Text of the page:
I recently had about ten minutes in a content meeting to give a talk on really any subject I wanted. I waffled among retrieval practice, memory processing, spaced practice, et cetera, but ultimately settled on a quick, but focused, talk on myths of learning. And, since many teachers in my department are somewhat new to the profession, I titled it a little ‘attention grabbing’ or maybe just controversial…that is open to your interpretation.
So, I thought I’d also share the gist of my presentation with everyone. Now, please keep in mind that I only had about ten minutes, so this certainly isn’t a deep dive. Just an introduction to these myths and the ability to look at further resources for more information.
Before I begin, here’s a link to the slides presentation in its entirety. Access the slides and see the notes for sources and suggested readings.
- The first (and maybe the most rampant in the US?) myth is teaching to preferred learning styles.
No matter how many times I feel like I’m beating my head against the wall on twitter (yes, it’s still twitter) or in my own school, this myth just will not die. Not only is there really no evidence supporting the teaching to preferred learning styles, a recently published study going into its negative impact on learning from the viewpoint of student, parent, and teacher. It’s open access and can be accessed here. This myth isn’t just a ‘well, even if we do this and it doesn’t help, at least it doesn’t affect them negatively’ situation. It’s harmful. Stop doing it.
- Myth number two involves the learning pyramid.
I’m happy to report that I haven’t seen the propagation of this myth as much lately. But, nonetheless, it’s still out there…hiding…waiting to pounce on unsuspecting and influential teachers and students. Notice how nice and round the statistics are? Seems too good to be true. Shouldn’t the data be a little messier than that? Turns out the numbers have no basis in experimentation or evidence of any kind. The source attributed to these statistics don’t even know where they came from…they have no records of any kind relating to these retention rates.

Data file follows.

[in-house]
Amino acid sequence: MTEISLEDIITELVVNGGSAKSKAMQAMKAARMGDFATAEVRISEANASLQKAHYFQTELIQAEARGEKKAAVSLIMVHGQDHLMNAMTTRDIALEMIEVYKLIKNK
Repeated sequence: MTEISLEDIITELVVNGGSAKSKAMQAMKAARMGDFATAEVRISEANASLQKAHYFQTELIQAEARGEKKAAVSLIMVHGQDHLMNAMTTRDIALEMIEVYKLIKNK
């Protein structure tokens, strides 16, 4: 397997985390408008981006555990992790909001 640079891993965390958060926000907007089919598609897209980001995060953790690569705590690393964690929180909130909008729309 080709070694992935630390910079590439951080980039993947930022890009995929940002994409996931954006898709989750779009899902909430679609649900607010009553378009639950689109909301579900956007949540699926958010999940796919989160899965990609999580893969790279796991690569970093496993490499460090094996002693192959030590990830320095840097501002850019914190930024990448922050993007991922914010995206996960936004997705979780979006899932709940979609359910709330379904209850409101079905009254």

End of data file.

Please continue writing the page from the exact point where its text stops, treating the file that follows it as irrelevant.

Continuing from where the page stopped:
And when you think about it, the numbers don’t even ‘add up’. Is it possible to learn more than 100% of something if I experience the content in more than one medium? If I learn it through a lecture and only remember 5% and then I teach it to someone, am I now retaining 90% of that 5%? And then, are they only remembering 5% of the 90% that I retained of the 5% I originally retained?
It boggles the mind…and makes no sense. Here’s something I’ve written that expands on this myth.
- The third myth involves using discovery and/or inquiry learning as a basis for instruction in the classroom.
I know ‘student-led’ and ‘student ownership of their learning’ sound quite motivating in theory, but these methods often leave the brunt of the instruction of material with the learner and only leads to frustration and erroneous information being disseminated from one student to another. Now, of course, some will say I’m deciding to see discovery and inquiry learning through a tainted lens…and that could be entirely possible. I mean, we all have biases. But, I would not choose to use mechanisms with as many potential downfalls as these methods. The learners are novices and I am the expert. That is not to say their contributions are useless…they are not. But, when it comes to the initial distribution of new information, it needs to come from an expert source. Here’s a great research article discussing why minimal guidance is not optimal.
For more on the idea of how novice and expert learners differ, please check out this article and this article. A great book on these topics and more that is research based and easily accessible is How Learning Happens. I highly recommend all of these resources.
What myths do you see permeating throughout education that has little to no evidence of effectiveness?
Feature Image by Alina Vilchenko: https://www.pexels.com/photo/assorted-tarot-cards-on-table-3088369/